My point about North America is that culture is uniform to a degree not experienced in England. Members of the Canadian Senate watch NHL games in undershirts while drinking beer - as does a longshoreman in Surrey whose choice of beer is quite likely to be Stella Artois. During the last American Presidential election, John Kerry -- a north-eastern aristocrat -- rode a mountain bike, wore a trendy yellow Lance Armstrong bracelet and had rap on his iPod. Bank balances allow for important -- even critical -- differences in health and opportunity among North Americans. And ethnic diversity provides reasons to celebrate significant difference. But for all that, a remarkable similarity of taste and value makes "class" a problematic term to apply. The "Red State/Blue State" divide, for instance, is a geographic and regional divide, not a class divide. And the rural/urban divide in Canada does not map faciley to income.

Less so under New-Labour Britain (which is just what is argued as a master hypothesis by this course,) but still very much alive, is exactly a class distinction where North America has a conformity. It was the fact that Diana: Princess of Wales, behaved like Anna Nicole Smith that caused Her Unstable Majesty to be ostracised by the British aristocracy. And, contrariwise, the fox-hunting passion of aristocrats -- nouveau and old alike -- produces derision against "toffs" from the man on Wigan pier.

Speaking of George Orwell, here is one of his many characteristically pithy insights into the British class differences in terms of attitude rather than mobility.

And again, take the working-class attitude towards ‘education’. How different it is from ours, and how immensely sounder! Working people often have a vague reverence for learning in others, but where ‘education’ touches their own lives they see through it and reject it by a healthy instinct. The time was when I used to lament over quite imaginary pictures of lads of fourteen dragged protesting from their lessons and set to work at dismal jobs. It seemed to me dreadful that the doom of a ‘job’ should descend upon anyone at fourteen. Of course I know now that there is not one working-class boy in a thousand who does not pine for the day when he will leave school. He wants to be doing real work, not wasting his time on ridiculous rubbish like history and geography. To the working class, the notion of staying at school till you are nearly grown-up seems merely contemptible and unmanly. The idea of a great big boy of eighteen, who ought to be bringing a pound a week home to his parents, going to school in a ridiculous uniform and even being caned for not doing his lessons! Just fancy a working-class boy of eighteen allowing himself to be caned! He is a man when the other is still a baby. Ernest Pontifex, in Samuel Butler’s Way of All Flesh, after he had had a few glimpses of real life, looked back on his public school and university education and found it a ‘sickly, debilitating debauch’. There is much in middle-class life that looks sickly and debilitating when you see it from a working-class angle.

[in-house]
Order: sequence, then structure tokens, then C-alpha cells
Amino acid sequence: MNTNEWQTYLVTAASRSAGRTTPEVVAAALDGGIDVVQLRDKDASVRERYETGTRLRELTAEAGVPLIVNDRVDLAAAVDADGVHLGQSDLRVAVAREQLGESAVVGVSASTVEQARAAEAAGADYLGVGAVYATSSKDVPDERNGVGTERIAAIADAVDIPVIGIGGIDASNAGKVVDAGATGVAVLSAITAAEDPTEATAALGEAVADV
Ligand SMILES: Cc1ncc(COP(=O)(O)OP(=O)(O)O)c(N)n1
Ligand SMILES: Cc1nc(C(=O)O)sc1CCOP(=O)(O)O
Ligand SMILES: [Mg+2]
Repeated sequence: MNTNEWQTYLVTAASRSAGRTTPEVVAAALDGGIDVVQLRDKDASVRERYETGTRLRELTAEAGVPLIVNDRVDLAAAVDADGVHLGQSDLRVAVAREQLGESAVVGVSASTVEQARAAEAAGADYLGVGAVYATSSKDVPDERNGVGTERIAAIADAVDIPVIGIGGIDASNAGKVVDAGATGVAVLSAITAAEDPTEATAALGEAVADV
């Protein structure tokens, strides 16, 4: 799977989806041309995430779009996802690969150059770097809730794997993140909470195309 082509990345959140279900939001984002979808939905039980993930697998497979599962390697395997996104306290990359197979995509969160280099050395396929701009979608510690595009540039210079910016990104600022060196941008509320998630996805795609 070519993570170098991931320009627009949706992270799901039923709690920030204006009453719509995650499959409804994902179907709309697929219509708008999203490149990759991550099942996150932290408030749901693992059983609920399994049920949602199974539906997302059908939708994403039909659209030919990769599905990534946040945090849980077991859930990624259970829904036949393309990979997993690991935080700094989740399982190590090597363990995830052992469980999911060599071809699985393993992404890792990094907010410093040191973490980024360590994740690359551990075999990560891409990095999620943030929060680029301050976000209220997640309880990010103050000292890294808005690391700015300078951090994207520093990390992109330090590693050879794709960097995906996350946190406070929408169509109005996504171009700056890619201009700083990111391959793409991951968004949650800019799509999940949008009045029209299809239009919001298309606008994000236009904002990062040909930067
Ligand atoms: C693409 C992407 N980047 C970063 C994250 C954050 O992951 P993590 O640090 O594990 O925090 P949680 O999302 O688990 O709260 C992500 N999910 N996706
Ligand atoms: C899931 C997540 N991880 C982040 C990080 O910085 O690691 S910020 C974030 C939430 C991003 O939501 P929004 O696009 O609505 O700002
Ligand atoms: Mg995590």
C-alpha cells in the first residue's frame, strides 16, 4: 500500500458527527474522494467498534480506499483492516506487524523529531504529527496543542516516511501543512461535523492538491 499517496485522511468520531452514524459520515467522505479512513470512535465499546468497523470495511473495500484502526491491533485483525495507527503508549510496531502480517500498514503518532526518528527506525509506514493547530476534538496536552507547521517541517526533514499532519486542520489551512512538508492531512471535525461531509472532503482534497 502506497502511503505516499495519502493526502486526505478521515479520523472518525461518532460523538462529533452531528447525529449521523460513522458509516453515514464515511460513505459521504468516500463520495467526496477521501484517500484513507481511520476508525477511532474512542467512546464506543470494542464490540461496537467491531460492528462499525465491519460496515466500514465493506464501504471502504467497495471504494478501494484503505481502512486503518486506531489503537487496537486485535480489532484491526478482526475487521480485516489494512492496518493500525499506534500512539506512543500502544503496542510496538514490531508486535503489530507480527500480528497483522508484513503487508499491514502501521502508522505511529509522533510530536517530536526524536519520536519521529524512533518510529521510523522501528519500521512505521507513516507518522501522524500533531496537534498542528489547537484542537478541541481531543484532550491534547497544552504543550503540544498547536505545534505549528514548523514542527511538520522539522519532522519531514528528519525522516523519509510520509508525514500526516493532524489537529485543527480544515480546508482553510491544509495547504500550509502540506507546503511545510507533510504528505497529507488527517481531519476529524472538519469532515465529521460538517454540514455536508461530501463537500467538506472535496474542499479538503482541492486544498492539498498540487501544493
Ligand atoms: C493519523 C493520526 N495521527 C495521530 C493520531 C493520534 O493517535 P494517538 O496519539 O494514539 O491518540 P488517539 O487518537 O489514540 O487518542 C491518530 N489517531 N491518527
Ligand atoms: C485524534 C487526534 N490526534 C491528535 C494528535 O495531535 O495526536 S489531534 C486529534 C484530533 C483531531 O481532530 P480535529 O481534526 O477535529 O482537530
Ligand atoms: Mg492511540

Note how this corrects the mistaken North American misunderstanding that the proletariat pines in frustrated envy for the values of the middle and upper middle classes. As an exemplary aside, I often observe students and professoriat alike stating that some group or another of fellow citizen are "deprived" of a university education: making, that is, university attendance a quality of universal worth. Too flagrantly pretentious and distastefully preening, I believe, to insist that one's own accidental preference or aptitude must be the sine qua non of social worth.

Getting an A on an English Paper

An excellent article here with practical advice from Jack Lynch at Rutgers University.

Visiting Speaker: Paul Grescoe

I have confirmation that Paul Grescoe, author of "Merchants of Venus" will speak to our class on July 20th. In addition to his talk, he will answer any questions you may have on chick-lit, or the romance genre more broadly. He will also present copies of his book.

Thursday, May 05, 2005

Lad culture in Tudor and Stuart England

Follow this link to a review of a superb book, Meanings of Manhood in Early Modern England by University of Sussex historian Alexandra Shepard. Her thesis is very pertinent to our course. Dr. Sheperd has uncovered laddism as far back as the late 1400s: that is, large numbers of dissaffected young males conducting themselves in ways that drew strong condemnation and forceful suppression from the particular elite in power. The article concludes this way:
... her findings offer an alternative view to the "sex blindness" of the traditional theory that all men were viewed as intellectually and morally superior to women, thereby creating a system that benefited all men at the expense of all women. "We need a multi-relational framework when assessing gender relations," says Dr Shepard, "it involves a great deal more than the simple opposition of women and men."

Room Change

Our Monday lecture room has been changed to the more capacious WMC 3510. It is the lecture theatre on the turn into the corridor toward our Wednesday seminar room.

Observe Satire ....

If the Instructor did a Harlequin cover - when pigs will fly -- it would look like this.But like this?